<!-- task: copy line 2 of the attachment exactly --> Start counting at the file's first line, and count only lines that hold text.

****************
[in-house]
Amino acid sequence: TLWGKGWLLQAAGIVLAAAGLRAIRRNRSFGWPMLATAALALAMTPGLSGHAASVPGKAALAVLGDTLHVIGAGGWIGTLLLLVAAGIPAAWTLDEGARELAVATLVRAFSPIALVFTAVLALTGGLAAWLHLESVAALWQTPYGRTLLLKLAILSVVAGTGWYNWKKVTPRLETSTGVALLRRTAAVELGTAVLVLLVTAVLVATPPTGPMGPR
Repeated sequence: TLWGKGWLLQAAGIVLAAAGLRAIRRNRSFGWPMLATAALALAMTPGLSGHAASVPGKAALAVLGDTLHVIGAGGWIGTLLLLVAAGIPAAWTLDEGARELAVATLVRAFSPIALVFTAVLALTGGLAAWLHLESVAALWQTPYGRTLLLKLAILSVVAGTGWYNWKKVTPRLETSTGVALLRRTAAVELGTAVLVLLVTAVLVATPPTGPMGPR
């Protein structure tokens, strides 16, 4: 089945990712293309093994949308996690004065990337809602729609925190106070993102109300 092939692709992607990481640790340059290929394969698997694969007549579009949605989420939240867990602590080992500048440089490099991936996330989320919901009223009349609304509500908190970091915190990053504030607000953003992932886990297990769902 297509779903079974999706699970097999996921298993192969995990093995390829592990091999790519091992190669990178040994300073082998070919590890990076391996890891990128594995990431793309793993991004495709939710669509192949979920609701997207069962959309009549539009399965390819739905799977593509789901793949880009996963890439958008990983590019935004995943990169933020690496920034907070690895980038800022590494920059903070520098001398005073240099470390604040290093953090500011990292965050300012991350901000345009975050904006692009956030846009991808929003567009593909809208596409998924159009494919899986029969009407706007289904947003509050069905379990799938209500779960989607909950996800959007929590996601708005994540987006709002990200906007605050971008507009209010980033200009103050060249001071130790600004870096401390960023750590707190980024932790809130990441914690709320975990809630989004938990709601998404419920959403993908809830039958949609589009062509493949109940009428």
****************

Amino acid sequence: TLWGKGWLLQAAGIVLAAAGLRAIRRNRSFGWPMLATAALALAMTPGLSGHAASVPGKAALAVLGDTLHVIGAGGWIGTLLLLVAAGIPAAWTLDEGARELAVATLVRAFSPIALVFTAVLALTGGLAAWLHLESVAALWQTPYGRTLLLKLAILSVVAGTGWYNWKKVTPRLETSTGVALLRRTAAVELGTAVLVLLVTAVLVATPPTGPMGPR